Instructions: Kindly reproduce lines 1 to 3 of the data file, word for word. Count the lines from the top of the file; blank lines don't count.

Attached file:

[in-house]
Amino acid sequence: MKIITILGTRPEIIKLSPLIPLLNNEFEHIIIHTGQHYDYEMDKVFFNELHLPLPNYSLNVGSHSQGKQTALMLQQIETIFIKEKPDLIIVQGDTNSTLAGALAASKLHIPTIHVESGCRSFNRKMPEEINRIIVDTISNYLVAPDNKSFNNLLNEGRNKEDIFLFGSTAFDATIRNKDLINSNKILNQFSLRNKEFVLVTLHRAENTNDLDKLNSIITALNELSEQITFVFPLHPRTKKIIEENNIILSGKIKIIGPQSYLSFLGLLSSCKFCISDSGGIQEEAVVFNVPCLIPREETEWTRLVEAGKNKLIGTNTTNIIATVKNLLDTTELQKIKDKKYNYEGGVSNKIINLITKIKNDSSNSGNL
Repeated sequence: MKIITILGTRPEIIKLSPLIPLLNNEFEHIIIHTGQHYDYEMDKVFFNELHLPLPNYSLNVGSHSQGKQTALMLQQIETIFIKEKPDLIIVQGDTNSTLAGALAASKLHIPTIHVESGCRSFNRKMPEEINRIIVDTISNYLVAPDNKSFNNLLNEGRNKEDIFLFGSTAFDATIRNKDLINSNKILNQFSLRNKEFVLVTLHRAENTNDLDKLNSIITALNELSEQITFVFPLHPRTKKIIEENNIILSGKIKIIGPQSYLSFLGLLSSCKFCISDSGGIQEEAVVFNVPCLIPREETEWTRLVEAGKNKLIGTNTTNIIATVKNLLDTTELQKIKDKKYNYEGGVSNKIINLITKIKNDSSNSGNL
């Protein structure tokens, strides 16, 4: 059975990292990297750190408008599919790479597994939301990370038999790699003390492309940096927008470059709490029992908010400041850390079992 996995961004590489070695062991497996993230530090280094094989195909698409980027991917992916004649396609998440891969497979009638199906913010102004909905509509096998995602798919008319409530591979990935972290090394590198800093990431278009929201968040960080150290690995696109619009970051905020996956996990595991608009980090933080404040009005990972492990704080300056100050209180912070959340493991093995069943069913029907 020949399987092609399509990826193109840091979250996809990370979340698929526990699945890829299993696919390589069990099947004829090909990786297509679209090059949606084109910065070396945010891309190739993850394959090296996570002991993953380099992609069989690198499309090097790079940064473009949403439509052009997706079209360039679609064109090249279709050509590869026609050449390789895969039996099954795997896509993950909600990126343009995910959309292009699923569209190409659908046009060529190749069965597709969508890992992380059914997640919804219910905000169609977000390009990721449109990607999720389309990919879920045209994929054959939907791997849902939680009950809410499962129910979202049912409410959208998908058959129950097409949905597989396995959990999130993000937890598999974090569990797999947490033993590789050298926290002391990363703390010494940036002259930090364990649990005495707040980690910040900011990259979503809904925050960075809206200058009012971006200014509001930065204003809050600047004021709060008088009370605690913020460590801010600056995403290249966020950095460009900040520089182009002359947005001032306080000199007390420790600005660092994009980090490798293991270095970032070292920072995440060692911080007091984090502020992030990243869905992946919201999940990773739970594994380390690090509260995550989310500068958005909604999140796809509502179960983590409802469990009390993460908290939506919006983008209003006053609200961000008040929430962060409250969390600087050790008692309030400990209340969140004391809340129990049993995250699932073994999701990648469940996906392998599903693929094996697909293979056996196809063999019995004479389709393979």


[in-house]
Amino acid sequence: MKIITILGTRPEIIKLSPLIPLLNNEFEHIIIHTGQHYDYEMDKVFFNELHLPLPNYSLNVGSHSQGKQTALMLQQIETIFIKEKPDLIIVQGDTNSTLAGALAASKLHIPTIHVESGCRSFNRKMPEEINRIIVDTISNYLVAPDNKSFNNLLNEGRNKEDIFLFGSTAFDATIRNKDLINSNKILNQFSLRNKEFVLVTLHRAENTNDLDKLNSIITALNELSEQITFVFPLHPRTKKIIEENNIILSGKIKIIGPQSYLSFLGLLSSCKFCISDSGGIQEEAVVFNVPCLIPREETEWTRLVEAGKNKLIGTNTTNIIATVKNLLDTTELQKIKDKKYNYEGGVSNKIINLITKIKNDSSNSGNL
Repeated sequence: MKIITILGTRPEIIKLSPLIPLLNNEFEHIIIHTGQHYDYEMDKVFFNELHLPLPNYSLNVGSHSQGKQTALMLQQIETIFIKEKPDLIIVQGDTNSTLAGALAASKLHIPTIHVESGCRSFNRKMPEEINRIIVDTISNYLVAPDNKSFNNLLNEGRNKEDIFLFGSTAFDATIRNKDLINSNKILNQFSLRNKEFVLVTLHRAENTNDLDKLNSIITALNELSEQITFVFPLHPRTKKIIEENNIILSGKIKIIGPQSYLSFLGLLSSCKFCISDSGGIQEEAVVFNVPCLIPREETEWTRLVEAGKNKLIGTNTTNIIATVKNLLDTTELQKIKDKKYNYEGGVSNKIINLITKIKNDSSNSGNL